This is not a blog about educational policy. However, often findings in my field, educational psychology, have a direct bearing on policy debates. In those cases, particularly when the consequences are great, it would be irresponsible for me not to speak out.
Value added measures of teacher performance are being widely adopted across the country. This adoption is occurring with very little discussion about the validity of these measures. I believe that these measures, at least as conceived today, are invalid.
A measurement can be defined as taking some property in the world and representing it as a number. An invalid measure is one that does not accurately reflect the property it is supposed to represent.
In the past few weeks I have been analyzing data from a research project. The topic is not important for our discussion here, the methodology, however, is. The approach I am using is called a gain score analysis. Participants are assigned to one of two groups, each group will receive a different intervention. For each group we measured our outcome variable at baseline, that is before treatment. After the intervention we will measure our outcome variable again. Gain score is defined as the final measurement minus the baseline measurement. In other word the magnitude of the change. By focusing on the magnitude of the change we don’t have to worry about the fact that the baseline scores were not identical. We use a statistical test to see if one group gained significantly more that the other.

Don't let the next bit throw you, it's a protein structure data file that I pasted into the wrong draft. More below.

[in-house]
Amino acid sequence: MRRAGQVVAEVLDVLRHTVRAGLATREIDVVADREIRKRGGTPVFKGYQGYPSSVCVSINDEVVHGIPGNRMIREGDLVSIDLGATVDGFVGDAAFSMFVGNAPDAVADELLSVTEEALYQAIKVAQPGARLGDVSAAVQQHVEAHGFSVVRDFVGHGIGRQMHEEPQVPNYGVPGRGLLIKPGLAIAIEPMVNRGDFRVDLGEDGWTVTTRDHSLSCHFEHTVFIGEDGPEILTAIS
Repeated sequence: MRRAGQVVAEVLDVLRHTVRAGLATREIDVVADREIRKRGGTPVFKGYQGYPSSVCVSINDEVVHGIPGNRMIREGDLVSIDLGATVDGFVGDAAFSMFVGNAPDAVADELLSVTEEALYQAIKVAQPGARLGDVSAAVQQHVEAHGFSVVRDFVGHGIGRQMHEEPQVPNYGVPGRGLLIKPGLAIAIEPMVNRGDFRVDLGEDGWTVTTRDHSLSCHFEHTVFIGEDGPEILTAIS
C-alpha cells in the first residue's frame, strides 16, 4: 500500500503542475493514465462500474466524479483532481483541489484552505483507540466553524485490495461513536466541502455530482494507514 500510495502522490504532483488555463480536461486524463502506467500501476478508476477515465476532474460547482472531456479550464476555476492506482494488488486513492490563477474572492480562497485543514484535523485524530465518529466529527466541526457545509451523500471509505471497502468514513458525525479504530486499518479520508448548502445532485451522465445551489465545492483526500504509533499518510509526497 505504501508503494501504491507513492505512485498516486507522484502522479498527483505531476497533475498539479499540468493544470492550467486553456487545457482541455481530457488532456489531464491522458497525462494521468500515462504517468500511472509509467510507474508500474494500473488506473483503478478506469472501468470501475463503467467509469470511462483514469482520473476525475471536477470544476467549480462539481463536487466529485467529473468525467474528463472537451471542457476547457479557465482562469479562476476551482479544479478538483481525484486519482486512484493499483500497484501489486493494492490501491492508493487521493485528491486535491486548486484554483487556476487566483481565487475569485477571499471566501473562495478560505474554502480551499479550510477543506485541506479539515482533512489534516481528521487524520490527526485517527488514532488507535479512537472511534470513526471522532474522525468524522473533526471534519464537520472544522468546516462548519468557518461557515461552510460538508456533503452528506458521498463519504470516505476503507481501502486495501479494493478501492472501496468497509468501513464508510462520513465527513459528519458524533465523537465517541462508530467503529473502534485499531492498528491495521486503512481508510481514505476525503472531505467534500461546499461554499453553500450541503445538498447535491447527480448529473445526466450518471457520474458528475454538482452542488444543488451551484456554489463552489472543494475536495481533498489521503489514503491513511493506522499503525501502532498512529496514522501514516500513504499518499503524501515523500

A value added measure of teaching is also a gain score analysis. They measure the students’ performance at the beginning of the year and then measure their performance again at years end. The difference would be the gain score or, as it is called in education, the value added. The average gain score for a group of students is said to be the value added by the teacher.
What is wrong with this approach? After all it seems to be identical to what my colleagues and I are doing in our research. Unfortunately, there is a crucial difference. In my study the participants were randomly assigned to the two groups. A gain score analysis can not be valid if the group assignments are not random.
If students are not randomly assigned to schools and classrooms, and, of course they are not, then value added measures are invalid for comparisons between teachers.
We know that students learn at different rates. We know this because in research where teaching is kept constant, such as in programmed instruction, students will complete at different rates. What ever the source of these differences in learning rate it means that a teacher’s value added score will, in part, be a function of student characteristics not under control of the teacher. Thus, any policy based on value added measures is invalid and, by extension, unfair.
I am not opposed to measurement in education. Indeed, I know that properly used measurement can benefit both students and teachers. But to base policy on a measurement that we know to be invalid is senseless.
- What Do We Know About Using Value-Added to Compare Teachers Who Work in Different Schools? (tutoringtoexcellence.blogspot.com)
- New Book: VAM Is Invalid (dianeravitch.net)